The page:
Irrigation. Water is influential in all chemical, physiological and biological processes of plant growth. The soil/plant water relationships is critical to the sustainability of any grass plant. Having an understanding of these relationships is critical. All grass plants are a continuum of water movement. Over 90% of the plant's water requirements are transported through the plant from the soil profile, via the roots and stem tissues into the leaves and out into the atmosphere. Knowledge of these relationships is important when designing and operating irrigation systems. The main aim is to achieve a water balance within the soil profile ensuring that the grass plant is able to access available water from the soil.
Irrigation scheduling by the water balance approach is based on estimating the soil water content. In the field, daily evapotranspiration (ET) amounts are withdrawn from storage in the soil profile. Any rainfall or irrigation are added to storage. Should the water balance calculations project soil water to drop below some minimum level, irrigation is indicated. Weather forecasts enable prediction of ET rates and projection of soil water balance to indicate whether irrigation is needed in the near future.
The soil water balance will be affected by a number of factors:
- Soil type and condition; the water holding capacity of soils will vary depending on their classification. Clay soils can hold more water than loamy or sandy soils, therefore soil type will effect and contribute to the amount of water required. Soils are continually going through phases of wetting and drying caused by local weather conditions.
- Turf type and condition; healthy vigorous turf will transpire more water than an unhealthy turf plant.
- Time of the year; there is likely to be more soil water present during the spring, autumn and winter months when temperatures are cooler coupled with higher levels of rainfall.
- Weather; air temperature, daylight hours, solar energy inputs, wind speed and shading are factors that will affect evapotranspiration rates.
- Maintenance regimes; keeping the soil open and aerated will increase the drainage capacity of the soil. On the other hand compacted soils will prevent the movement of water through soils, often creating an environment that prevents water getting down into the soil profile. By carrying out effective regular maintenance regimes that include aeration, scarifying, harrowing, brushing, top dressing all help to keep the soil in good condition.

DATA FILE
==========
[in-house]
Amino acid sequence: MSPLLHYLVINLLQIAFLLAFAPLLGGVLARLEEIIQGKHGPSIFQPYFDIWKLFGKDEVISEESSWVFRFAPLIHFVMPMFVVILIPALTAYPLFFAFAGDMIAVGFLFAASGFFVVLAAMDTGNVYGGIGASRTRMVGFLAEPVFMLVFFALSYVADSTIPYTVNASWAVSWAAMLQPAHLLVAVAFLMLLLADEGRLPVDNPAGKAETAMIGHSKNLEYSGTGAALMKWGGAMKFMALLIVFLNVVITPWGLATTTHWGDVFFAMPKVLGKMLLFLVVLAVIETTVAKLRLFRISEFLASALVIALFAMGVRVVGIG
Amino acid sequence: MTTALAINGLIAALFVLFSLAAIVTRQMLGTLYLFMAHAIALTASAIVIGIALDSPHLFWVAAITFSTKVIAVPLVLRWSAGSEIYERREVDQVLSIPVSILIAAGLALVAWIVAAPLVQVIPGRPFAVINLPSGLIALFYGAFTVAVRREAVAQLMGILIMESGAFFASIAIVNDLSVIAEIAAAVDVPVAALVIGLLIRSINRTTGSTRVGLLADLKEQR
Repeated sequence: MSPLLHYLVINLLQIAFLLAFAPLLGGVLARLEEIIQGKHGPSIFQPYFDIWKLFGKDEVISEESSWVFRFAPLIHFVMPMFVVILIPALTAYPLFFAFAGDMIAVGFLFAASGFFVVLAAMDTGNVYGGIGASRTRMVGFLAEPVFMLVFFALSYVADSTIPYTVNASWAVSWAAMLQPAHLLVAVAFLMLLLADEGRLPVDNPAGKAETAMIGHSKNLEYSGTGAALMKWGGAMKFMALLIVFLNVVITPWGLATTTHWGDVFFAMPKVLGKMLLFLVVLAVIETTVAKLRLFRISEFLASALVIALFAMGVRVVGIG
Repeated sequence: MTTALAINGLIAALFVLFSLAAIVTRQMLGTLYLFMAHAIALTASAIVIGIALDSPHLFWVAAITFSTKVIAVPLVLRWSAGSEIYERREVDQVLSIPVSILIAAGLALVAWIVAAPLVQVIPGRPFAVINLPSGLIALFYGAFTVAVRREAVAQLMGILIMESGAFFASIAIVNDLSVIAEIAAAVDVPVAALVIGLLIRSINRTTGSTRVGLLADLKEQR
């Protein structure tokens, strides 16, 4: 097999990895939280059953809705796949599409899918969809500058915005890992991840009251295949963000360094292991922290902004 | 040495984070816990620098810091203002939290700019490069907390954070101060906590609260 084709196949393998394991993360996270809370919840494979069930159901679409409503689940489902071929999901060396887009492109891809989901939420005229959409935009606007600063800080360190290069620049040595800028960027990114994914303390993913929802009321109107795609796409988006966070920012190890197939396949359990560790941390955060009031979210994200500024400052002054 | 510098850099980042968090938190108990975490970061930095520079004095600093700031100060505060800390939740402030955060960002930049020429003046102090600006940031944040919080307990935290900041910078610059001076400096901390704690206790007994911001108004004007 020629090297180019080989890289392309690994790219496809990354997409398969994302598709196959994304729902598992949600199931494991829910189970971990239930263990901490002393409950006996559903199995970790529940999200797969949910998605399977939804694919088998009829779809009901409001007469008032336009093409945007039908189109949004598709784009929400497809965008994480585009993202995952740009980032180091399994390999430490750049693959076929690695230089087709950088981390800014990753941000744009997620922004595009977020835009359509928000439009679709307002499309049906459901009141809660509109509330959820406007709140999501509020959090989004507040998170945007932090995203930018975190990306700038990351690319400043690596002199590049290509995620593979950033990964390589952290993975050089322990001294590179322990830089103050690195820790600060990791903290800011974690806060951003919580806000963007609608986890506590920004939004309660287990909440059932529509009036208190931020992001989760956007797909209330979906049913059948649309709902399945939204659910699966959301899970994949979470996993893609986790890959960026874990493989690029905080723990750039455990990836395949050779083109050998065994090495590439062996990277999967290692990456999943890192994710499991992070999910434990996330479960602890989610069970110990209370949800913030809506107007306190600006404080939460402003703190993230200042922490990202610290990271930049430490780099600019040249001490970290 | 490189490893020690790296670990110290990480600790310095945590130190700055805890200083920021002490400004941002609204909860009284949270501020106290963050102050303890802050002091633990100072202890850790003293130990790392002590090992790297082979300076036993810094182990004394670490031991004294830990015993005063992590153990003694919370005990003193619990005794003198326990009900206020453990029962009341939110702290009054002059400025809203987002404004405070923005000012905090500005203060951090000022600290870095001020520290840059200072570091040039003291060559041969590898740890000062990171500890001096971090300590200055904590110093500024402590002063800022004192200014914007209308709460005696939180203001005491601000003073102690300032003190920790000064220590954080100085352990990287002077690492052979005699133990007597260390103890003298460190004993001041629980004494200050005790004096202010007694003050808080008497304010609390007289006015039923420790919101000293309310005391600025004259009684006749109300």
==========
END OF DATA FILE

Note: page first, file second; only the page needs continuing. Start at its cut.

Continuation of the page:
- Irrigation system; type, capacity, running time, calibration and efficiency.
- Water resources; quantity and quality. The quantity of water available, and the amount licensed for use in any one year, will determine the performance of any system and irrigation capabilities.
- Facility type; design and construction. USGA greens perform differently to pushed up soil greens, each having different water and management requirements. Modern drainage systems also effect soil water conditions. Extensive drainage systems will freely drain water from the soil.
- Groundsman knowledge; it is important that there is someone who understands all of the above parameters and can access the water requirements of the turf and correctly implement the right irrigation schedule for the facility.
Soil water relationships are key drivers in maintaining plant health, so it is vitally important you readily water your bowling green and ensure the plant does not become stressed from the lack of water, on the other hand you do not want to be over watering, as this may bring you other problems.
Fertilising. Fertiliser treatment and turf tonics can be continued in accordance with your annual programme. If you haven't got a fertiliser programme, have your soil tested; try an independent soil analysis company for an impartial set of results.
A regular feeding programme is essential to maintain colour, vigour and well-being of the sward. A combination of a slow release granular based fertiliser, topped up with some organics/liquid feeds, are becoming a popular method of feeding bowling greens. The slow release will generally last around three months, whilst the liquids can be applied every 4-6 weeks depending on the plant's needs.